Volatiles Profiling in Medicinal Licorice Roots Using Steam Distillation and Solid-Phase Microextraction (SPME) Coupled to Chemometrics

Authors

  • Mohamed A. Farag,

    1. Author Farag is with Leibniz Inst. of Plant Biochemistry, Dept. Bioorganic Chemistry, Weinberg 3, D-06120 Halle (Saale), Germany; and with Pharmacognosy Dept., College of Pharmacy, Cairo Univ., Cairo, Kasr el Aini st., 11562, Egypt. Author Wessjohann is with Leibniz Inst. of Plant Biochemistry, Dept. Bioorganic Chemistry, Weinberg 3, D-06120 Halle (Saale), Germany. Direct inquiries to Author Farag (E-mail: mfarag73@yahoo.com).
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  • Ludger A. Wessjohann

    1. Author Farag is with Leibniz Inst. of Plant Biochemistry, Dept. Bioorganic Chemistry, Weinberg 3, D-06120 Halle (Saale), Germany; and with Pharmacognosy Dept., College of Pharmacy, Cairo Univ., Cairo, Kasr el Aini st., 11562, Egypt. Author Wessjohann is with Leibniz Inst. of Plant Biochemistry, Dept. Bioorganic Chemistry, Weinberg 3, D-06120 Halle (Saale), Germany. Direct inquiries to Author Farag (E-mail: mfarag73@yahoo.com).
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  • Disclosure Statement: The authors declare no actual or potential conflict of interest including any financial, personal, or other relationships with other people or organizations.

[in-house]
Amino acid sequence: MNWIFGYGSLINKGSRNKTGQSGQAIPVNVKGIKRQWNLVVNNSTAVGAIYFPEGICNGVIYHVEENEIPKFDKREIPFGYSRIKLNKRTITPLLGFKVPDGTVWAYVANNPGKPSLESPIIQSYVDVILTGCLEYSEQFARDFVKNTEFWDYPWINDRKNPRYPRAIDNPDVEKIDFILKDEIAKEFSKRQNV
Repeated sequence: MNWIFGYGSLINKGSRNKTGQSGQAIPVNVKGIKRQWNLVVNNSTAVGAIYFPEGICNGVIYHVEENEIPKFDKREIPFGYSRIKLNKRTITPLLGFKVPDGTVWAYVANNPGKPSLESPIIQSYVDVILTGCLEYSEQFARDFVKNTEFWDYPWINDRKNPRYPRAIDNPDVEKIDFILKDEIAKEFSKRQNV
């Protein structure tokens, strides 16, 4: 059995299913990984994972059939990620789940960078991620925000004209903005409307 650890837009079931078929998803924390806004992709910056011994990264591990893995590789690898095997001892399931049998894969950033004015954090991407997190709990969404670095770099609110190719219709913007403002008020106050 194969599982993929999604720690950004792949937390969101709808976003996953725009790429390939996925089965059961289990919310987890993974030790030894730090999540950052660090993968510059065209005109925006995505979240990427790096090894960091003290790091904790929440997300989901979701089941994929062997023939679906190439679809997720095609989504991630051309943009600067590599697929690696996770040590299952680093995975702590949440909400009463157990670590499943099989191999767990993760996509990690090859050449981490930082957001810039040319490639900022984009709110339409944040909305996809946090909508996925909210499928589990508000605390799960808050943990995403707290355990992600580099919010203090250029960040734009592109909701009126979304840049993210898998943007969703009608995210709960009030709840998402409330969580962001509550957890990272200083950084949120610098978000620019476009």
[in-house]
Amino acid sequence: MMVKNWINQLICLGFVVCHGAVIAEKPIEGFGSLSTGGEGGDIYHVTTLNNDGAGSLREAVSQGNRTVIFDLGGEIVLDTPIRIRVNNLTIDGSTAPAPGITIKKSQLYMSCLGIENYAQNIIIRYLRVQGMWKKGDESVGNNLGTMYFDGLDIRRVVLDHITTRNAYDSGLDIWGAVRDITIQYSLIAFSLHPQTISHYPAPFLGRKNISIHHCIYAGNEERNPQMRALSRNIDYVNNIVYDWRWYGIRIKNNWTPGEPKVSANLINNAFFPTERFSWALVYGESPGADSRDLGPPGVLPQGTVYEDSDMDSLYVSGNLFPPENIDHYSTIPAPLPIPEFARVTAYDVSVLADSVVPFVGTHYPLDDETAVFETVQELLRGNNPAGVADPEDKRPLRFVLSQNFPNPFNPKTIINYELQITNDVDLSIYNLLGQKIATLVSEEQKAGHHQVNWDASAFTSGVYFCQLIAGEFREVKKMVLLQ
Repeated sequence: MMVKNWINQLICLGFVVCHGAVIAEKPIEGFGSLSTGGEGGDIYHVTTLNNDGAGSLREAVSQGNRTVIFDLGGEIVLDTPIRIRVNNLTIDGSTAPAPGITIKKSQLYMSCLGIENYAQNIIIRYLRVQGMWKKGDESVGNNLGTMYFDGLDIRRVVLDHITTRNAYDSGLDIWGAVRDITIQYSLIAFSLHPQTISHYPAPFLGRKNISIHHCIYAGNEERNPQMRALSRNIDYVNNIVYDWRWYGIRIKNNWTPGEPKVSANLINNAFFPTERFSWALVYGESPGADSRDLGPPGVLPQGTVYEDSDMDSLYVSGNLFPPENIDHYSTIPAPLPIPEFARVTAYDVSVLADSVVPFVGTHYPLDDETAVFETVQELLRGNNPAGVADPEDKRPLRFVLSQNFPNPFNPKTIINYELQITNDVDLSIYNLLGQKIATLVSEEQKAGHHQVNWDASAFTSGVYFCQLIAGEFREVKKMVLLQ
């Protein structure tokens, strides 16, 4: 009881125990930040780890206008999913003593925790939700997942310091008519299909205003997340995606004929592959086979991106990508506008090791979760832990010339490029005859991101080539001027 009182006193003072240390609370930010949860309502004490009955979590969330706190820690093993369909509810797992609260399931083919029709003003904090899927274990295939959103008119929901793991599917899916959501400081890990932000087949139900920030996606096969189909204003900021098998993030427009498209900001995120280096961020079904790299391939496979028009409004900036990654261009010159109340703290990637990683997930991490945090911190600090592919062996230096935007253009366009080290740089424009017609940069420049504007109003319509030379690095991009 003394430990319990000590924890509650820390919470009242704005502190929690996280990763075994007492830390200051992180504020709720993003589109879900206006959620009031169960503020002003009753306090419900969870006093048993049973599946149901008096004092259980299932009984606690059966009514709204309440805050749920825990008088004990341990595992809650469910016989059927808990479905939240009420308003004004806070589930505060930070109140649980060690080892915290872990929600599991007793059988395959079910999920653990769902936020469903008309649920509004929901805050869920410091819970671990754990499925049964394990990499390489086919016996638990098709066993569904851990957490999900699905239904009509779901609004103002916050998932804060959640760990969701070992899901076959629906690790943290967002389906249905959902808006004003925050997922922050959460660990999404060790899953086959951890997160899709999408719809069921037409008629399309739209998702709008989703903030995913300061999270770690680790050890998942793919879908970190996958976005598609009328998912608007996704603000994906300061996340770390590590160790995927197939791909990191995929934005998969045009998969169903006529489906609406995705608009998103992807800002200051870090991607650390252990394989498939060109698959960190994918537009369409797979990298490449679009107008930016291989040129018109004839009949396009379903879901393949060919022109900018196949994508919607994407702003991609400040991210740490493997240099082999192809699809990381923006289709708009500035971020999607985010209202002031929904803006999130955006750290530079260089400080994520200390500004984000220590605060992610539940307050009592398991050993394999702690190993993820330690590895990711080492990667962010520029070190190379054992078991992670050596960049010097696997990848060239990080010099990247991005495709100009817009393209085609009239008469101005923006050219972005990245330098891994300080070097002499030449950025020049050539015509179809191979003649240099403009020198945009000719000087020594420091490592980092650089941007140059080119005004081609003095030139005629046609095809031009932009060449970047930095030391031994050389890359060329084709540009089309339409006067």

Abstract

Abstract:  Licorice (Glycyrrhiza glabra L.) is a plant of considerable commercial importance in traditional medicine and for the flavor and sweets industry. Although Glycyrrhiza species are very competitive targets for phytochemical studies, very little is known about the volatiles composition within that genus, although such knowledge can be suspected to be relevant for understanding the olfactory and taste properties. To provide insight into Glycyrrhiza species aroma composition and for its use in food and pharmaceutical industry, volatile constituents from G. glabra, G. inflata, and G. echinata roots were profiled using steam distillation and solid-phase microextraction. Two phenols, thymol and carvacrol, were found exclusively in essential oil and headspace samples of G. glabra, and with highest amounts for samples that originated from Egypt. In G. echinata oil, (2E, 4E)-decadienal (21%) and β-caryophyllene oxide (24%) were found as main constituents, whereas 1α, 10α-epoxyamorpha-4-ene (13%) and β-dihydroionone (8%) predominated G. inflata. Principal component and hierarchical cluster analyses clearly separated G. echinata and G. inflata from G. glabra; with phenolics and aliphatic aldehydes contributing mostly for species segregation.

Practical Application:  Licorice (Glycyrrhiza glabra) has large economic, nutritional, and medicinal values. The data presented in this article help in licorice quality control analysis to identify G. glabra from its closely allied species. The presence of thymol and carvacrol exclusively in G. glabra suggests that these volatiles could serve as chemotaxonomic markers and also might be considered as potentially relevant for taste.

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